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Einstein's God Model (2016)
Tonight's Feature Presentation

EINSTEIN'S GOD MODEL (2016)

Starring: Aaron Graham, Kirby O'Connell, Kenneth Hughes, Brad Norman, Darryl Warren

Written & Directed By: Philip T. Johnson

The Shot

Einstein’s God Model takes a very old story and makes it new again, with the help of some vacuum tubes and some retro science hero name dropping.  This indie flick punches stronger than its budget, and is well worth the look for anyone who is as immediately intrigued by the title as I was.


The Highball

What Kind Of Cheese Is It?

LIME GOUDA.

Hmm… interesting.


Pairs Well With...

TEQUILA BLANCO.

Some guy’s god bottle.

“Six more seconds…”

 

When looking through the catalog of feature films being presented at the Phoenix Comicon 2016 Film Festival, exactly one title jumped out at me as a must-see without even having to read the descriptive blurb underneath it.  That title was Einstein’s God Model.  

You’ve got to admit: it’s catchy.

Upon further investigation, it turns out that Einstein’s God Model is a modestly (but not too modestly) budgeted foray into the subject of communicating with the dead that replaces séances and crystal balls with science experiments and a bizarre contraption that allegedly traces its provenance back to a note that Edison wrote to Einstein.

You’ve got to admit: it’s catchy.

Boiled down to its core, it’s about a guy who can’t deal with the fact that his fiancée died.

Amazing how much cooler things get when you add vacuum tubes and quantum physics and start invoking the names of long-dead scientists, ain’t it?  Really; I’m serious.  With Einstein’s God Model, writer/director Philip T. Johnson has taken one of the oldest stories in the book (turn to the chapter called “Orpheus and Eurydice” in your handy copy of “Bullfinch’s Mythology”) and made it interesting again, and despite the limitations of an indie budget, he’s made the attached sci fi trappings look really good.

As a member of the audience, you get to meet those trappings before you meet the story.  Picture a device cobbled together from the “more retro than retro” section of American Science and Surplus, starting with a vacuum tube board, going through what looks like a series of WWII submarine electronics, and ending with a rotary phone that rings when the deceased are feeling chatty.  Now take a test subject and put some headgear on him so he looks like he’s in an electric chair, turn on the juice, and…

And see why you’re going to want to watch the rest of the movie.  Camera, direction, editing: all tight.  Atmosphere: charged.  Visual effects: way better than you were probably expecting from a modest budget indie, but not the overblown flash fest Hollywood would’ve ruined things with.  (Think of the effects as a Goldilocks thing: not too much, not too cheesy; just right.)  Performances: the guy in the chair (Brad Norman) is charismatic and engaging.  Pack it all together in a nutshell, and you’ve got an opening sequence that delivers quality, and a very effective hook.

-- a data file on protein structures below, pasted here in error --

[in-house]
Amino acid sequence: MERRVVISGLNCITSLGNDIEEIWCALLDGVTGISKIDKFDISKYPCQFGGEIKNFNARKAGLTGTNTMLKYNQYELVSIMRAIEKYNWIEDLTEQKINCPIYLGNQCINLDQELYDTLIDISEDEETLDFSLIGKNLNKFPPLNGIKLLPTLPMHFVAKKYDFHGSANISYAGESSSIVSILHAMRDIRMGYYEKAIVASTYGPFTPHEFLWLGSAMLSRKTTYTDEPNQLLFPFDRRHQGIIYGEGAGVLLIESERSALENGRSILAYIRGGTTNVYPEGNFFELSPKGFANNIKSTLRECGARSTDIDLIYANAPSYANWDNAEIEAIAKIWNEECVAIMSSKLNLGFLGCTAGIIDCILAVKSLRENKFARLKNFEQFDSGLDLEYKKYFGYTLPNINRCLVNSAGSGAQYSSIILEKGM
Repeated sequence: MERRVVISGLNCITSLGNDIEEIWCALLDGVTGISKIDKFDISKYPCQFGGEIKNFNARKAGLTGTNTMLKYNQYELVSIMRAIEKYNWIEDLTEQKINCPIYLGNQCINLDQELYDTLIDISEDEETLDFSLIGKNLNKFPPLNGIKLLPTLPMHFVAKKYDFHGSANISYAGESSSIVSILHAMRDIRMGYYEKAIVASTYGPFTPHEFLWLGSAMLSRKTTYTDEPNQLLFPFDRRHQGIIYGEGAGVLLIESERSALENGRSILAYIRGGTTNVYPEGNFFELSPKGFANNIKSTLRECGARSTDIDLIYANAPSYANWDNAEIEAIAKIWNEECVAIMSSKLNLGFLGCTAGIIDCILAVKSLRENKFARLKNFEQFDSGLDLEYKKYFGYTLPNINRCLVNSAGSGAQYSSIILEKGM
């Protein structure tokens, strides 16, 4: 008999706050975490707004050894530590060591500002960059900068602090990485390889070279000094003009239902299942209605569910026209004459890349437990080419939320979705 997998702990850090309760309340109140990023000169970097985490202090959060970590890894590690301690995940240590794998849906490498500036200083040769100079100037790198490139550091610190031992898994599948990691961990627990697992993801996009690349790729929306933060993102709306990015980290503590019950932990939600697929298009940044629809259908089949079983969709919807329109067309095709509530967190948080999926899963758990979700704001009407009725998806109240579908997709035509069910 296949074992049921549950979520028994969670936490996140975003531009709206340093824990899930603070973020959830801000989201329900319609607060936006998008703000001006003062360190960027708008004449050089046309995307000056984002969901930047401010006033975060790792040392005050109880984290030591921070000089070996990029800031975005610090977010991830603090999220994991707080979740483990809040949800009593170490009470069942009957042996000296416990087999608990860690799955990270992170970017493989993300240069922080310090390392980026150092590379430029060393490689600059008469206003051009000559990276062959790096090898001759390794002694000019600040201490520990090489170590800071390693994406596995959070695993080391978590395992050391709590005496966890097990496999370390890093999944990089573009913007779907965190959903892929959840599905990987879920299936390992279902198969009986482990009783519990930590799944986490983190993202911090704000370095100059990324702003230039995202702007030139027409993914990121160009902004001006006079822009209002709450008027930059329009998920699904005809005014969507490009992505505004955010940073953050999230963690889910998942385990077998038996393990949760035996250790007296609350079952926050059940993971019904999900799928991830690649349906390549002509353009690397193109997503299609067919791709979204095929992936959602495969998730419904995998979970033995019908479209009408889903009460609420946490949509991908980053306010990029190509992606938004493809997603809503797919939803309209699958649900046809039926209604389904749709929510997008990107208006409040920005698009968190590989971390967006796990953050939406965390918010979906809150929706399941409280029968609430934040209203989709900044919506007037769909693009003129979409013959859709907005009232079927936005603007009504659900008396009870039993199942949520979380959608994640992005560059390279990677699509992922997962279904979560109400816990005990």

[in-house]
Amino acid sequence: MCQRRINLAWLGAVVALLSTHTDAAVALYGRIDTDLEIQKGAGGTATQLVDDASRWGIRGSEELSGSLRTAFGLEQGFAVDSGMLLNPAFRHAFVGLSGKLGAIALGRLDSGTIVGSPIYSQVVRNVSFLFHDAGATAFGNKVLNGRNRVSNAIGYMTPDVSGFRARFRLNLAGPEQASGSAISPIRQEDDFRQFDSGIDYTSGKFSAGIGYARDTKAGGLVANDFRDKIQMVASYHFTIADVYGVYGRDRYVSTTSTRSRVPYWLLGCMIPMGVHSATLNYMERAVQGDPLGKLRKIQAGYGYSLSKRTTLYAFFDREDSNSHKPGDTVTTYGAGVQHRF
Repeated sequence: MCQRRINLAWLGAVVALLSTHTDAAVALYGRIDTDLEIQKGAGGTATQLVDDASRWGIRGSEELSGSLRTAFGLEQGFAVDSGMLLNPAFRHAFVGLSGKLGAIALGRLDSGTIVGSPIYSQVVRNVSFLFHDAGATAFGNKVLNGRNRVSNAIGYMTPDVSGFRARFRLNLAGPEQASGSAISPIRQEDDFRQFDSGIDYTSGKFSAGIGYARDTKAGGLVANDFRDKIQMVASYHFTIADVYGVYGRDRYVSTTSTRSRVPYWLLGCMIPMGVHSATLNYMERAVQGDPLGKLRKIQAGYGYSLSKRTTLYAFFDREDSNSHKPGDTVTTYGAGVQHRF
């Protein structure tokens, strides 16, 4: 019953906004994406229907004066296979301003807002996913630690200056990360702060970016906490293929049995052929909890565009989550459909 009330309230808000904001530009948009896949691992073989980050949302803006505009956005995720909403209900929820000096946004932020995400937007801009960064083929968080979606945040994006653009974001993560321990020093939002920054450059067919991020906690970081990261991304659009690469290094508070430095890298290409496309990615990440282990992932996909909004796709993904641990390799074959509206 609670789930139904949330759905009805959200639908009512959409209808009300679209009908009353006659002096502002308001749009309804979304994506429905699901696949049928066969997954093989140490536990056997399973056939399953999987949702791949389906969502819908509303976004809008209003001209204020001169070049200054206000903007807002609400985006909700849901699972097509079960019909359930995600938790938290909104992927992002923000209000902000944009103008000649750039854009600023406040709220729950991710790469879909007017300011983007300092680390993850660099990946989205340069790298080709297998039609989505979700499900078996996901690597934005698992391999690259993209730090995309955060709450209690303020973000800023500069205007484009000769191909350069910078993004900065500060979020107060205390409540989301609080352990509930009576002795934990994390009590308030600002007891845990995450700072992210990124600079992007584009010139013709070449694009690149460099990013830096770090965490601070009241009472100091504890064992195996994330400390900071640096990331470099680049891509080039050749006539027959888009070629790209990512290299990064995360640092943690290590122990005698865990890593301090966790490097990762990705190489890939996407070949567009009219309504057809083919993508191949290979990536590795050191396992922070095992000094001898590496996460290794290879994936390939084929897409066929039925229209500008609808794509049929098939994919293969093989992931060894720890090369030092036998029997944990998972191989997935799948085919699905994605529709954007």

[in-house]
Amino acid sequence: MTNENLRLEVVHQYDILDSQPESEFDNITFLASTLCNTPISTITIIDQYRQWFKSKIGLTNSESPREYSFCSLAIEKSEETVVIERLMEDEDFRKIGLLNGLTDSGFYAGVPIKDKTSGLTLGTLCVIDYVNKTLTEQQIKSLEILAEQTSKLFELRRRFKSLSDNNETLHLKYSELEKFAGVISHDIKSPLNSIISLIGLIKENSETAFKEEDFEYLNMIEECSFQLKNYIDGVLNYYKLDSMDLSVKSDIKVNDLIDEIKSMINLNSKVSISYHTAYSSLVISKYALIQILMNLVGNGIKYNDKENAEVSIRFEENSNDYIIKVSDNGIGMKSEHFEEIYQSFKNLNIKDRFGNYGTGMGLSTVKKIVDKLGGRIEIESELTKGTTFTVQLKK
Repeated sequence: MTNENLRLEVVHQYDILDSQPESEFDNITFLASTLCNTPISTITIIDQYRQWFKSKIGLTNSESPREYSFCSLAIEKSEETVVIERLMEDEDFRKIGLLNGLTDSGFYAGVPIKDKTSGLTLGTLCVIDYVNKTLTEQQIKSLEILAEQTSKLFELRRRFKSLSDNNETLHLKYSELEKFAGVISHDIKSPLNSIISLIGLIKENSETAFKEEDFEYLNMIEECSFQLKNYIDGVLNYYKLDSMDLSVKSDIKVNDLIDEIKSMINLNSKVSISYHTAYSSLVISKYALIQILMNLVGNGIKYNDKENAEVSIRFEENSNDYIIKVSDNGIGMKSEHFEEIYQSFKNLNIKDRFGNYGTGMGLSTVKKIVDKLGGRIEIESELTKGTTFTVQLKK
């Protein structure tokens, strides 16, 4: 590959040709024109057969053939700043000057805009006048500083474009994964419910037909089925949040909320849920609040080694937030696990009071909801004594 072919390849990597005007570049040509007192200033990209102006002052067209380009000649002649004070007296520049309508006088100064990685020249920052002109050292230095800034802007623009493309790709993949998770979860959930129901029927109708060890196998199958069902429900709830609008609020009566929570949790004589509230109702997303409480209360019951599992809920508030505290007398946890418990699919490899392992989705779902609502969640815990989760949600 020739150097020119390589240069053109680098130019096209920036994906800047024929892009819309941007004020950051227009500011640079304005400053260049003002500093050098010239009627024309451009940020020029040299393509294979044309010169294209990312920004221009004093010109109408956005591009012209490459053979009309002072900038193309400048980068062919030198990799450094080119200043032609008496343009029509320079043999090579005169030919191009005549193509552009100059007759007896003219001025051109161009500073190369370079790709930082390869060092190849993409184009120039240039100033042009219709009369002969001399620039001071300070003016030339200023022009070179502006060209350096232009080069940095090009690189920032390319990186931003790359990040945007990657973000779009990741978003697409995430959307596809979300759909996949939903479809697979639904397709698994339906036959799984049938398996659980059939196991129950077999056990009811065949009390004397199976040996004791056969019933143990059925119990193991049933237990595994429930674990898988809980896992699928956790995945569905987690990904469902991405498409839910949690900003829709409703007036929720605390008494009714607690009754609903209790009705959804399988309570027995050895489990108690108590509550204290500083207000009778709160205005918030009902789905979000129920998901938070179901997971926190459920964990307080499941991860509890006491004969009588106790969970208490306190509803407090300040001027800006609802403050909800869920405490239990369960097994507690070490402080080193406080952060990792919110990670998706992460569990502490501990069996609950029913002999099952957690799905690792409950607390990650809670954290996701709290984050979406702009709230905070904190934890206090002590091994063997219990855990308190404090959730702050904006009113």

With those promises made, Einstein’s God Model can move on to the more traditional part of the story without fear of feeling humdrum.  Boy loves girl, girl dies, boy is really depressed; yup, you’ve got it.  But because of that excellent opening sequence, you stick with it, and you’re rewarded for your leap of faith, for it turns out that the device you saw before doesn’t just look cool.  As our depressed boy (who also happens to be an anesthesiologist) eventually discovers, it’s also the centerpiece of an intriguing story from which the film gets its title (and some of its more eyebrow-raising opening credit citations), and the coolness of that thought-provoking story – the details of which I’m not going to spoil for you, though I’m sure you can already put two and two together and guess some basics – is what will see you through to the end.  Sure, some cracks show up along the way – an odd plot item or two and some non-lead performances that are, shall we say, unpolished – but they’re easy enough to let slide. The director keeps control of the crucial stuff, the atmosphere remains solid throughout, and most importantly, when it’s all over, the story of Einstein’s God Model opens a door and never shuts it, leaving the audience with a lot of really interesting things to think about long after the closing credits have rolled.

To me, that’s a major measure of success. 

When all is said and done, Einstein’s God Model lives within a special niche of science fiction movies that not only aren’t made by big Hollywood studios, but probably shouldn’t be.  If some studio suits decided to toss eight figures and the standard politics at this concept, they’d inevitably screw it up.  At least at the indie level, it’s got a chance, and writer/director Philip T. Johnson makes the most he possibly can out of it.

I am therefore completely unsurprised by the fact that it ended up winning the award for Overall Best Picture at the Phoenix Comicon 2016 Film Festival.  Should you get the chance to experience Einstein’s God Model for yourself, I strongly suggest that you take it.  It’s beautiful over there.*

 

* Just do yourself a favor and don’t look up the reality of the Edison and Einstein stuff when you get home.  Preserve the quantum magic.

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- Reviewed by Ziggy Berkeley, June, 2016

This movie was screened at the Phoenix Comicon 2016 Film Festival.


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